SCOTTSDALE, ARIZ. -- Holistic wealth management is the future of financial planning, but advisors have to provide it in a seamless and proactive way with clients to effectively grow their practice, according to Ron Carson of Carson Wealth Management.

Carson said clients with an effective long-term plan will remain clients for life.

“This is not an easy business,” Carson told an audience of over 500 advisors at the 24th Peak Excell Meeting on Thursday. “It is a rewarding but difficult business … and we have to constantly reinvest and reinvent.”

Over the past 25 years, Carson’s business has grown from $140,000 in annual revenue to over $15 million through constant reinvention.

Carson said that a successful, scalable financial advisory business begins by building a systematized business so every client has a consistent experience. He began in 1989 by using “love affair” marketing, account minimums and consistent sales presentations to increase revenue from $140,000 to $998,000 over the course of two years. Then, from 1992 to 1993, he hired “A+ staff,” launched an advisory counsel and created results-based pay for his team to increase revenue from $1.05 million to $2.4 million.

Carson said a successful practice really begins by “hiring the brightest people you can, and getting out of their way,” but this is becoming more difficult.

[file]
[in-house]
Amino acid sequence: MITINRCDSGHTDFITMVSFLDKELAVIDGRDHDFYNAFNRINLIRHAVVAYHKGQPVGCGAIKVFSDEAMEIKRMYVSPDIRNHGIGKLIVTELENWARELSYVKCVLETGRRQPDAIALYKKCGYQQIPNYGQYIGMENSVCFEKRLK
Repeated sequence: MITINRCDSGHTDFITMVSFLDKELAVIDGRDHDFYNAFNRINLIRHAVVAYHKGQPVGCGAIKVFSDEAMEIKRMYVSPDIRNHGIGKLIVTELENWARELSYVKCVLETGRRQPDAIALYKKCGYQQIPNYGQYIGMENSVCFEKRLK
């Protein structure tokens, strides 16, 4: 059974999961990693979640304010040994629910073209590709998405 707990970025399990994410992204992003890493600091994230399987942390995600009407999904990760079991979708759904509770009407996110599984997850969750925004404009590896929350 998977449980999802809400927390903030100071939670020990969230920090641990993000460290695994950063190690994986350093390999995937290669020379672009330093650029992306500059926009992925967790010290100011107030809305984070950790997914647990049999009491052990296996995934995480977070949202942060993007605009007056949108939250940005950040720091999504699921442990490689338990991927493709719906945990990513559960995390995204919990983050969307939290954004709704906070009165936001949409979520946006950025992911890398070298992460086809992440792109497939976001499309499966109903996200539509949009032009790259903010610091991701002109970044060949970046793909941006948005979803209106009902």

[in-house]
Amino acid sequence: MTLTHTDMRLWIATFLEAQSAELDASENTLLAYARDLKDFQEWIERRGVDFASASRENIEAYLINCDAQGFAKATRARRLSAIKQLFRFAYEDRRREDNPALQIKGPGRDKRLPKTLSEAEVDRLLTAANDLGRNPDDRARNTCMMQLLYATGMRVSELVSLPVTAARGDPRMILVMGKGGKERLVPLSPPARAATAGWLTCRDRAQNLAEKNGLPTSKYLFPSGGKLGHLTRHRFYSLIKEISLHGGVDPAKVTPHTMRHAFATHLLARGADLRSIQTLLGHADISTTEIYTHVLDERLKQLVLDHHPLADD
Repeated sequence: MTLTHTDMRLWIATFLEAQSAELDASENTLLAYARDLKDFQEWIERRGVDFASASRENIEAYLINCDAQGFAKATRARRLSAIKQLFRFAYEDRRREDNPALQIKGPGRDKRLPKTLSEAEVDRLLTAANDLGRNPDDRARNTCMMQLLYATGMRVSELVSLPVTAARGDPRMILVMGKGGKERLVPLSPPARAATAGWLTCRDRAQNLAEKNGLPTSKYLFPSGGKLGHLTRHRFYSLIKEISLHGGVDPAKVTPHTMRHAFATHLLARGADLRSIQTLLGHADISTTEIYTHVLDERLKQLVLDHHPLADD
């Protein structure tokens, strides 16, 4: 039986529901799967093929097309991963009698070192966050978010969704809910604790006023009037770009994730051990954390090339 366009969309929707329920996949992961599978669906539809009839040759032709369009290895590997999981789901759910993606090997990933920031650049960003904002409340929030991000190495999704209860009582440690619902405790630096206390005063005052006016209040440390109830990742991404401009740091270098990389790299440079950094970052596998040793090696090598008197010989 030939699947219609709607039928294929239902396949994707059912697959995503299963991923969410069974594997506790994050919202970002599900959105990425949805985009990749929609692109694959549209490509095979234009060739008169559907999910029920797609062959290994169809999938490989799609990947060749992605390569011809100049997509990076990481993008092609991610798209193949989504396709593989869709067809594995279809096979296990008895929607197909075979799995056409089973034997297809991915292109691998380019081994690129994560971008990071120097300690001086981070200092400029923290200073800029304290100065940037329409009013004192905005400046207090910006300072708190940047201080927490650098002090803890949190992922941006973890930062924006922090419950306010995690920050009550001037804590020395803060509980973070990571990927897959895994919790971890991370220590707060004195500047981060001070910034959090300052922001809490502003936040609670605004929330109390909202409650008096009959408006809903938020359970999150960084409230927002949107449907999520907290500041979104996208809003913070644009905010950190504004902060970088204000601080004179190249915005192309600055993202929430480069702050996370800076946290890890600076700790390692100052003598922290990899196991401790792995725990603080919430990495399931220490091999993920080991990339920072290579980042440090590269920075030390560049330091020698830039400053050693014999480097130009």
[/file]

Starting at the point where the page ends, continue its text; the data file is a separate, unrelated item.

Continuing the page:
“Great employees are becoming more and more scarce because young folks don’t perceive [financial planning] as a ‘cool’ career,” he said.

From 1997 to 2000, Carson Wealth increased revenue from $2.4 million to $5.8 million as he began to use “passion prospecting” to gather new clients.

It hasn’t been all success for Carson. From 2001 to 2002, revenue declined from $5.8 million to $4.3 million. He said he realized “what got me here, won’t get me to the future” and he began to revamp and reinvent his business. He changed how he was servicing clients and developed models to better scale the business.

Through this, Carson Wealth increased revenue from $4.3 million in 2003 to $10.74 million in 2008. But, Carson admits that by 2008, he was worn out.

“It was the first year in a long time that I didn’t do anything,” he said. “I left work early and got up late. … I really believe the snooze button is an early warning sign about enthusiasm.”

In 2010, Carson began revamping his business again. His firm develop an app, changed its morning meeting routine and developed trade notes for advisors.

Carson said the app is really designed for the next generation of clients.  He said advisors have to be “bifocal,” they need to constantly examine how they service existing clients, but they also have to be ready for the next generation too. He said 89% of children that are inheriting wealth, plan to change advisors because they want a digital experience.

“The opportunities in this business have never been greater, but so are the distractions to fail,” he said.

Carson said the time is now for advisors to compete for additional market share. He said advisors need to add staff and resources and take advantage of every opportunity to expand their business.  Advisors need to spend time being the CEO of their business, which means rainmaking. “Build an ensemble practice and you can really move the needle,” he said.